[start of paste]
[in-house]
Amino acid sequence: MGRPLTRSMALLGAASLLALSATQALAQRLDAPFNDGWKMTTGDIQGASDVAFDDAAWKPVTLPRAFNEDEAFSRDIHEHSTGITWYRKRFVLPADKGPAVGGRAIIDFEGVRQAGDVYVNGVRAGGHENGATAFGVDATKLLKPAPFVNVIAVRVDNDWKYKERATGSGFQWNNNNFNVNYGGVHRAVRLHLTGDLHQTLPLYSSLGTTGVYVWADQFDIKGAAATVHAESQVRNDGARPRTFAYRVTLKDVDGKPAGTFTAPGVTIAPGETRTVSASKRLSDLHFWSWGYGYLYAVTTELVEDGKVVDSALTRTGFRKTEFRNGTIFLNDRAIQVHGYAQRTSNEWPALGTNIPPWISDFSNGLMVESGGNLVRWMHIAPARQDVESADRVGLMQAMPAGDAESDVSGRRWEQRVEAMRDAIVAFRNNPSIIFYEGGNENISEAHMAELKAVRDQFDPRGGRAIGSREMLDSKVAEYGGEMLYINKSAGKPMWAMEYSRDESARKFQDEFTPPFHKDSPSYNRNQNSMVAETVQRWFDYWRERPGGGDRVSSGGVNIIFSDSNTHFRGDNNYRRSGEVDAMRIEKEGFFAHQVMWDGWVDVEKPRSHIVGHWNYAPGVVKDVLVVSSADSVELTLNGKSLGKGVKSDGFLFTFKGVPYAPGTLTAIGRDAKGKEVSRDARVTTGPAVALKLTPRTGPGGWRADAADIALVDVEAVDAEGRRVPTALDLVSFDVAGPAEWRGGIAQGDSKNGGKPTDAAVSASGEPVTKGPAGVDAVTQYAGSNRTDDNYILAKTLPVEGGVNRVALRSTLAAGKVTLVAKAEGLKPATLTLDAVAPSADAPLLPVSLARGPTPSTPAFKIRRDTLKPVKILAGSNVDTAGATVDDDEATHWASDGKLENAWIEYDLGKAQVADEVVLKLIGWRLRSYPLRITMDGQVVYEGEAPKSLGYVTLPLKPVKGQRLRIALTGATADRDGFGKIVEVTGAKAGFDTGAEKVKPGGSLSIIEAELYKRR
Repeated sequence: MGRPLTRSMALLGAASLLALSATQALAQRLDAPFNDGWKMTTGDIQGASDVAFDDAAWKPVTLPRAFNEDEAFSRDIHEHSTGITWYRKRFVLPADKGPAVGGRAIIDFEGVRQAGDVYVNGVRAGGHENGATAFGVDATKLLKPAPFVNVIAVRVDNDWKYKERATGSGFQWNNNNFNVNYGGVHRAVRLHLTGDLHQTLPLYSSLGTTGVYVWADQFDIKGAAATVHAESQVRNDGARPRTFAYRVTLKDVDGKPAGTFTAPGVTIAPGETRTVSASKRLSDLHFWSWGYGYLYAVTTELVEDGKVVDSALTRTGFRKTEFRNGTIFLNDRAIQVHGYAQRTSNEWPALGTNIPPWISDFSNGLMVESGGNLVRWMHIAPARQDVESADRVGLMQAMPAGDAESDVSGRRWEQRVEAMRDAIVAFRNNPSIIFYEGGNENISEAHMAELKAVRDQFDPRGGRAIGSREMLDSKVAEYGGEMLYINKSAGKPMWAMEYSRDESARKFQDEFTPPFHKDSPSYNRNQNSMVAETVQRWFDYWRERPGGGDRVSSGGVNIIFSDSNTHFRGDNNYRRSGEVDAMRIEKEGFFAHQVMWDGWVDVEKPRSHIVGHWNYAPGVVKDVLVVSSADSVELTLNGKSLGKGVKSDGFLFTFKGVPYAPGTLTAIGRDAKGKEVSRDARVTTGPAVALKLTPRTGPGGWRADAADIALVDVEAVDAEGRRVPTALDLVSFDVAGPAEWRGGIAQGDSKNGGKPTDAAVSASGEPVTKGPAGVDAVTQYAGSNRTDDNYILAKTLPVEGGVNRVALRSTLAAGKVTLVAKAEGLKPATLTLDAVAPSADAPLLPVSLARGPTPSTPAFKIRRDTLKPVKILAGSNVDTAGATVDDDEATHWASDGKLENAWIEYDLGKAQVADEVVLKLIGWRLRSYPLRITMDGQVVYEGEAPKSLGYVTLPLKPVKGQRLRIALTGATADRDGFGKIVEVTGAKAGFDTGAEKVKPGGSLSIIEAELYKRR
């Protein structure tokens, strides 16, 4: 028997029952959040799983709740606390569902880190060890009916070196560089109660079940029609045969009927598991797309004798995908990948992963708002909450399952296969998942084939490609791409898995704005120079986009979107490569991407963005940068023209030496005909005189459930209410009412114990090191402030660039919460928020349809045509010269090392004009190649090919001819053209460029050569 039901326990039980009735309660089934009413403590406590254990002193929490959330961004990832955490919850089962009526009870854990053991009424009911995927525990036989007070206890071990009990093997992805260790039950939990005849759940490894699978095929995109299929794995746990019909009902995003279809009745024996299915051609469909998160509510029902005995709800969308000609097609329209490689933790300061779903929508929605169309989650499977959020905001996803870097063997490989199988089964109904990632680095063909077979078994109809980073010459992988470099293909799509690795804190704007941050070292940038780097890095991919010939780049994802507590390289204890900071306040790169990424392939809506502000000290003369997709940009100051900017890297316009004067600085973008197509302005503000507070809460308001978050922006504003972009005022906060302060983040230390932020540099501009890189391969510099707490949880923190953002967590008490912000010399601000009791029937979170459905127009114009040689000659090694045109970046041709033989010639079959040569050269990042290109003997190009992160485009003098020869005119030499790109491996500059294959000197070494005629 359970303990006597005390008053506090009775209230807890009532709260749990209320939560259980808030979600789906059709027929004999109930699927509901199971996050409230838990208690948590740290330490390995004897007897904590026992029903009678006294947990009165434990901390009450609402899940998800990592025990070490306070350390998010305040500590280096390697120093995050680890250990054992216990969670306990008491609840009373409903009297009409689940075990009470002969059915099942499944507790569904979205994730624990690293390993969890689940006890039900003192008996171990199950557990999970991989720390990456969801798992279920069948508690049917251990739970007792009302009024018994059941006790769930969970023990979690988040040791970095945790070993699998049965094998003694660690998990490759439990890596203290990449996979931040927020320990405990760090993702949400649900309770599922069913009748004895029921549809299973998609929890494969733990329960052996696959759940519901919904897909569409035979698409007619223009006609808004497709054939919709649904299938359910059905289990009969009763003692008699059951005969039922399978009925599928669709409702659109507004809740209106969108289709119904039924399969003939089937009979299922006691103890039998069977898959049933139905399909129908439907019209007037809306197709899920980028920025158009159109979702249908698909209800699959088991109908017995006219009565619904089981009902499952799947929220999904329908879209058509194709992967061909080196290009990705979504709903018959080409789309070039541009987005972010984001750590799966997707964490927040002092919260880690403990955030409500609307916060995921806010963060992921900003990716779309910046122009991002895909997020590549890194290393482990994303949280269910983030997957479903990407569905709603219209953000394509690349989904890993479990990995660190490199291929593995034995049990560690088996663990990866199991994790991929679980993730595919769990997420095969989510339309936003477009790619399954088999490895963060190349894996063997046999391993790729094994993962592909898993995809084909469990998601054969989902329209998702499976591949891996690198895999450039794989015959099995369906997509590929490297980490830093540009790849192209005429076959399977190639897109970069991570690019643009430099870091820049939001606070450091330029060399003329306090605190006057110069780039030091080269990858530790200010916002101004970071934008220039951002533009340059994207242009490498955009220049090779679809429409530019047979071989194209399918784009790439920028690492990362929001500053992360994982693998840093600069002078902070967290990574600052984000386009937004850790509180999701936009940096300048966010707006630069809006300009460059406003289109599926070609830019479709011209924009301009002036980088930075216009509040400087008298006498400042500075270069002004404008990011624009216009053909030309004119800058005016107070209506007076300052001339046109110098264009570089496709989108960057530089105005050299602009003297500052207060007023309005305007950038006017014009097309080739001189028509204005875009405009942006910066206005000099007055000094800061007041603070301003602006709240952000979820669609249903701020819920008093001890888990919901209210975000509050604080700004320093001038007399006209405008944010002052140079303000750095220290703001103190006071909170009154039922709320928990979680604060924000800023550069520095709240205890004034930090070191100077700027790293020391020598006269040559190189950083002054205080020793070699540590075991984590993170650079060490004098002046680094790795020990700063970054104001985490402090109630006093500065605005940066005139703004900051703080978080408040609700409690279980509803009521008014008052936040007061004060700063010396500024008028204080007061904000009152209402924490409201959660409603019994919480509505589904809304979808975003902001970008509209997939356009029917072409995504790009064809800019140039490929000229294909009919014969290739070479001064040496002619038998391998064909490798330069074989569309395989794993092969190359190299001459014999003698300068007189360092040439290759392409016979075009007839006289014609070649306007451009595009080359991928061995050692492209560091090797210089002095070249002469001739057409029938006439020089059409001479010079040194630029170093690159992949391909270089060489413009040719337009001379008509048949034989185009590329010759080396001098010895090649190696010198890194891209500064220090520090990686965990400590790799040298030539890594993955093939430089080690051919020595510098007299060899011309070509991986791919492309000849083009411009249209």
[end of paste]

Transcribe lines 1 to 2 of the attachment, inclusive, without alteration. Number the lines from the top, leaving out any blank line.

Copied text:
[in-house]
Amino acid sequence: MGRPLTRSMALLGAASLLALSATQALAQRLDAPFNDGWKMTTGDIQGASDVAFDDAAWKPVTLPRAFNEDEAFSRDIHEHSTGITWYRKRFVLPADKGPAVGGRAIIDFEGVRQAGDVYVNGVRAGGHENGATAFGVDATKLLKPAPFVNVIAVRVDNDWKYKERATGSGFQWNNNNFNVNYGGVHRAVRLHLTGDLHQTLPLYSSLGTTGVYVWADQFDIKGAAATVHAESQVRNDGARPRTFAYRVTLKDVDGKPAGTFTAPGVTIAPGETRTVSASKRLSDLHFWSWGYGYLYAVTTELVEDGKVVDSALTRTGFRKTEFRNGTIFLNDRAIQVHGYAQRTSNEWPALGTNIPPWISDFSNGLMVESGGNLVRWMHIAPARQDVESADRVGLMQAMPAGDAESDVSGRRWEQRVEAMRDAIVAFRNNPSIIFYEGGNENISEAHMAELKAVRDQFDPRGGRAIGSREMLDSKVAEYGGEMLYINKSAGKPMWAMEYSRDESARKFQDEFTPPFHKDSPSYNRNQNSMVAETVQRWFDYWRERPGGGDRVSSGGVNIIFSDSNTHFRGDNNYRRSGEVDAMRIEKEGFFAHQVMWDGWVDVEKPRSHIVGHWNYAPGVVKDVLVVSSADSVELTLNGKSLGKGVKSDGFLFTFKGVPYAPGTLTAIGRDAKGKEVSRDARVTTGPAVALKLTPRTGPGGWRADAADIALVDVEAVDAEGRRVPTALDLVSFDVAGPAEWRGGIAQGDSKNGGKPTDAAVSASGEPVTKGPAGVDAVTQYAGSNRTDDNYILAKTLPVEGGVNRVALRSTLAAGKVTLVAKAEGLKPATLTLDAVAPSADAPLLPVSLARGPTPSTPAFKIRRDTLKPVKILAGSNVDTAGATVDDDEATHWASDGKLENAWIEYDLGKAQVADEVVLKLIGWRLRSYPLRITMDGQVVYEGEAPKSLGYVTLPLKPVKGQRLRIALTGATADRDGFGKIVEVTGAKAGFDTGAEKVKPGGSLSIIEAELYKRR